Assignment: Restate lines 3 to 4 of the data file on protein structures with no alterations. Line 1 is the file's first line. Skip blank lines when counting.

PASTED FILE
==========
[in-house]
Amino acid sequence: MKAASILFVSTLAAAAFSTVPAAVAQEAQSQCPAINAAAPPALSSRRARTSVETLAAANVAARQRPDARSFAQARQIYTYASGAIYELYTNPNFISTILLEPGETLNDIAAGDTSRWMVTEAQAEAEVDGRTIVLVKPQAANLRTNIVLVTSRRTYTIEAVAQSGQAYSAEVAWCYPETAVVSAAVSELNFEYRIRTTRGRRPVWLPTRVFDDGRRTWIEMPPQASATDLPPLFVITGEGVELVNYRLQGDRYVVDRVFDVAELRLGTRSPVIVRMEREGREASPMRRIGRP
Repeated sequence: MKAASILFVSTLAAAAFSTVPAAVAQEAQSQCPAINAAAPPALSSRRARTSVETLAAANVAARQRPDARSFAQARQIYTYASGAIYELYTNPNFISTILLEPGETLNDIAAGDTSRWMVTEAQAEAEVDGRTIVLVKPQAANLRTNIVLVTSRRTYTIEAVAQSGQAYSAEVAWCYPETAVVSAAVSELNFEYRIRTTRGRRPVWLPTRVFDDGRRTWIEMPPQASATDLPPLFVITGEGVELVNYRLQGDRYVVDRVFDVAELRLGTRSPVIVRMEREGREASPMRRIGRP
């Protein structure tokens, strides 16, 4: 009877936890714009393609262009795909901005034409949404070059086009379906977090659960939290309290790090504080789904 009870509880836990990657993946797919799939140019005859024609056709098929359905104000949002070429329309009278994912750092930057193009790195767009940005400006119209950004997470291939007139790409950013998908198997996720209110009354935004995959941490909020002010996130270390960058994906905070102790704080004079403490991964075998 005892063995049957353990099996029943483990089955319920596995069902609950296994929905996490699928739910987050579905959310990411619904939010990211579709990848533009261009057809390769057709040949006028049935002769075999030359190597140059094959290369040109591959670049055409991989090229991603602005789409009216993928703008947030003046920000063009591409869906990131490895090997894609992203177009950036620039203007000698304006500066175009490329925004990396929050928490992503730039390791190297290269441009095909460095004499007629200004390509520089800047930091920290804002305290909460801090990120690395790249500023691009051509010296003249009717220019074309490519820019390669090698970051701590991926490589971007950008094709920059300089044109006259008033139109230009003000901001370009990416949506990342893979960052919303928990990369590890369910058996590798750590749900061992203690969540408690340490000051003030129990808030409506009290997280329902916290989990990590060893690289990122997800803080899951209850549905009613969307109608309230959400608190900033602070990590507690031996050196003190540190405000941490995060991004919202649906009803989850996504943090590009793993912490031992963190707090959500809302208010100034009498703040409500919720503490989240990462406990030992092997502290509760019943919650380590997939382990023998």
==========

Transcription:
Repeated sequence: MKAASILFVSTLAAAAFSTVPAAVAQEAQSQCPAINAAAPPALSSRRARTSVETLAAANVAARQRPDARSFAQARQIYTYASGAIYELYTNPNFISTILLEPGETLNDIAAGDTSRWMVTEAQAEAEVDGRTIVLVKPQAANLRTNIVLVTSRRTYTIEAVAQSGQAYSAEVAWCYPETAVVSAAVSELNFEYRIRTTRGRRPVWLPTRVFDDGRRTWIEMPPQASATDLPPLFVITGEGVELVNYRLQGDRYVVDRVFDVAELRLGTRSPVIVRMEREGREASPMRRIGRP
């Protein structure tokens, strides 16, 4: 009877936890714009393609262009795909901005034409949404070059086009379906977090659960939290309290790090504080789904 009870509880836990990657993946797919799939140019005859024609056709098929359905104000949002070429329309009278994912750092930057193009790195767009940005400006119209950004997470291939007139790409950013998908198997996720209110009354935004995959941490909020002010996130270390960058994906905070102790704080004079403490991964075998 005892063995049957353990099996029943483990089955319920596995069902609950296994929905996490699928739910987050579905959310990411619904939010990211579709990848533009261009057809390769057709040949006028049935002769075999030359190597140059094959290369040109591959670049055409991989090229991603602005789409009216993928703008947030003046920000063009591409869906990131490895090997894609992203177009950036620039203007000698304006500066175009490329925004990396929050928490992503730039390791190297290269441009095909460095004499007629200004390509520089800047930091920290804002305290909460801090990120690395790249500023691009051509010296003249009717220019074309490519820019390669090698970051701590991926490589971007950008094709920059300089044109006259008033139109230009003000901001370009990416949506990342893979960052919303928990990369590890369910058996590798750590749900061992203690969540408690340490000051003030129990808030409506009290997280329902916290989990990590060893690289990122997800803080899951209850549905009613969307109608309230959400608190900033602070990590507690031996050196003190540190405000941490995060991004919202649906009803989850996504943090590009793993912490031992963190707090959500809302208010100034009498703040409500919720503490989240990462406990030992092997502290509760019943919650380590997939382990023998």